Town & Country Planning Act 1990 – sections 197 -214 as amended
The Planning & Compensation Act 1991 (Section 23)
Forestry Act 1967 (as amended)
The Town & Country Planning (Trees) Regulations 1999
Tree Preservation Orders (TPO)
A Council can impose a TPO on privately owned trees without the consent of their owners. Such an Order prevents the owners from doing anything whatsoever to the trees without the express permission of the Council. The owners are warned they will remain responsible for the trees and any damage they may cause. In short, the Council say, the owners still have a ‘duty of care’ and should the trees cause damage or continue to be a nuisance they will be held liable.
This is contrary to natural justice. Why should owners be held responsible for something that the Council has prevented them from remedying? Surely the Council should accept responsibility and liability?
We own an ever green Lucombe oak. A large part of its canopy is over a Pre school playground. The school, on health and safety grounds, wanted the tree removed because of the dangers it was posing to its infants aged 3 – 5 years. Their reasons being that it drops small branches, dead leaves (all year round being an ever green) small acorns and birds excrement into their playground. As owners of the tree we made the application but the Council refused its removal and made it the subject of a TPO. Even the Council’s Arboricultural Officer, having objected to its removal, agreed about its danger and nuisance describing it as causing “inconvenience all year round due to leaf cast , branch shedding, bird excrement and causing anxiety to residents in periods of adverse weather conditions”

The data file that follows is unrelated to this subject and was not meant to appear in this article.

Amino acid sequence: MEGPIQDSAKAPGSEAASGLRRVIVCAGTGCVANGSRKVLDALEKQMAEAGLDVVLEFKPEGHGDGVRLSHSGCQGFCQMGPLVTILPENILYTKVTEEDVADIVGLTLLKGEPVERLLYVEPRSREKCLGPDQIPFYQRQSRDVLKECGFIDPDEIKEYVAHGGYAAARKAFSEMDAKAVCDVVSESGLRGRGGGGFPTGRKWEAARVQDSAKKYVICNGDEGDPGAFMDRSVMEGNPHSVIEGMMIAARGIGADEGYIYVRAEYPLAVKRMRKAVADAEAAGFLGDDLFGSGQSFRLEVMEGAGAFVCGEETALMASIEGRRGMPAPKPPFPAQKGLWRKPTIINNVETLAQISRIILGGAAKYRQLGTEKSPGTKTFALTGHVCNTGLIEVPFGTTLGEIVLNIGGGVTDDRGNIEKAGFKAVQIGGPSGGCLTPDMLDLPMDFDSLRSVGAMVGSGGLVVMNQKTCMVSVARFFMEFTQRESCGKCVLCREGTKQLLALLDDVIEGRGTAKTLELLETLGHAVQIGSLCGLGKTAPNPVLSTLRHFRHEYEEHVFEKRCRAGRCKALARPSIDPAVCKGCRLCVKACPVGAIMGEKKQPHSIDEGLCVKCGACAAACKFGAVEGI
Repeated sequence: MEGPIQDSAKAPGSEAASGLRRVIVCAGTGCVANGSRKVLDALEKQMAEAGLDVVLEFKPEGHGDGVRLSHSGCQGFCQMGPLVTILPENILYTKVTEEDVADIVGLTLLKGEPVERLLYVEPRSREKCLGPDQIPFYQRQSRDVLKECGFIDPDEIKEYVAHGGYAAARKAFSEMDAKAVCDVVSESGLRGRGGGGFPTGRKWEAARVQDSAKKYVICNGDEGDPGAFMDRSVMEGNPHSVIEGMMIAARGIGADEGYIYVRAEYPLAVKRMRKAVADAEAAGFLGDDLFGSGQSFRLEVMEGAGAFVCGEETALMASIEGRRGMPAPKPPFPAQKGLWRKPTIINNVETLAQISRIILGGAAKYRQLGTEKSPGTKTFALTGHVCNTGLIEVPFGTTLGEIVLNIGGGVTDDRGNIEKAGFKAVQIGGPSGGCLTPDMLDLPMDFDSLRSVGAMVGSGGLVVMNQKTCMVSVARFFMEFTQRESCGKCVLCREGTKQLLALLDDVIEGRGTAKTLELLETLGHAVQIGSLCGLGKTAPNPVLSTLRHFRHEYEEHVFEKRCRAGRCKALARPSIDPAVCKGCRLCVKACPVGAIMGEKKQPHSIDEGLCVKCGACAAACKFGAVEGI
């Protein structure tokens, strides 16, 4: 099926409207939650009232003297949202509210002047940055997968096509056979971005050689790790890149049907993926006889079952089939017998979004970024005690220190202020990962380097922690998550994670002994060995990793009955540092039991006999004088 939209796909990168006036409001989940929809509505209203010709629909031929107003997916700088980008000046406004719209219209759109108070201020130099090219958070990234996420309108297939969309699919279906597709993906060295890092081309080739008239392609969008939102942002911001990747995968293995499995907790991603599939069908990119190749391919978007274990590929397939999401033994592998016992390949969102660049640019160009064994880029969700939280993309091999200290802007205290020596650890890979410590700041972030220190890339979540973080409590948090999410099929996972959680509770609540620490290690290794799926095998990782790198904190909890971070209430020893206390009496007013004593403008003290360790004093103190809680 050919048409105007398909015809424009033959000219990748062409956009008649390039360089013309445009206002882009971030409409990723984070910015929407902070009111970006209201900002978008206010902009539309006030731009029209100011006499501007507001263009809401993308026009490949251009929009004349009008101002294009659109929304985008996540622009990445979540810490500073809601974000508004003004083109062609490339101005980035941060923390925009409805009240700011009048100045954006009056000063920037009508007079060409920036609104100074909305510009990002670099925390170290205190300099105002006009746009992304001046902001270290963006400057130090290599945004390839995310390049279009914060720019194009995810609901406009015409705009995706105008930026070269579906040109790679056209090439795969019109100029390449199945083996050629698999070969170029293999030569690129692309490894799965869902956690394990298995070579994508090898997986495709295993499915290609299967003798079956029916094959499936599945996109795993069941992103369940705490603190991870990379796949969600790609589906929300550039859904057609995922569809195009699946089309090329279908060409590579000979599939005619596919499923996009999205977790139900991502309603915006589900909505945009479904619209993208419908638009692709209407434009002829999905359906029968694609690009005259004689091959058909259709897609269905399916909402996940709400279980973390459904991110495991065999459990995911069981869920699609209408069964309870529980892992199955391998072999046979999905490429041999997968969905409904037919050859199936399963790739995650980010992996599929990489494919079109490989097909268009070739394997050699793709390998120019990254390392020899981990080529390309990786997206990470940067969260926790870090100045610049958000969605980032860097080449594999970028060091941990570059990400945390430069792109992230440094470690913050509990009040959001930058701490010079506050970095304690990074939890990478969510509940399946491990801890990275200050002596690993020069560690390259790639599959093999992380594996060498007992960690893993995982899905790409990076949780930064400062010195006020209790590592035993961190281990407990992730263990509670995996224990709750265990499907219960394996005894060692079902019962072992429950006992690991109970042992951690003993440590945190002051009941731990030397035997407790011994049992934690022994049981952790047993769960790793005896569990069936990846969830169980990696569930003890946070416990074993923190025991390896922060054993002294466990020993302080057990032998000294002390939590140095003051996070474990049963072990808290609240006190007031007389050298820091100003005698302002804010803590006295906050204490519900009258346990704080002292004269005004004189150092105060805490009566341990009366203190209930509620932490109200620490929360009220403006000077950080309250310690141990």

Why does this idea matter?
1. Restoring natural justice – see above
2. Reducing council bureaucracy
Our application to cut the tree down led to a number of visits by several officials, none of whom called upon us or the pre-school owner. They were seen with cameras and clip boards measuring and filming the tree.
The pre-school owner and myself attended a hearing at the Council offices. There were three councillors ‘holding court’ with a team of council administrators to assist them in their adjudication. They listened to our five minute presentation spelling out the dangers to the infants and why it should be cut down.
The Council team requesting the TPO comprised of a solicitor, two assistants, a technician to run the 60 second film of the tree and two fully qualified Arboricultural officers from the District and County Councils. It took them nearly a hour to 'prosecute' their application. No wonder my council rates are so high paying for a dozen or bureaucrats and elected representatives to impose a simple TPO and then they have the gall to remind us the tree is still our responsibility.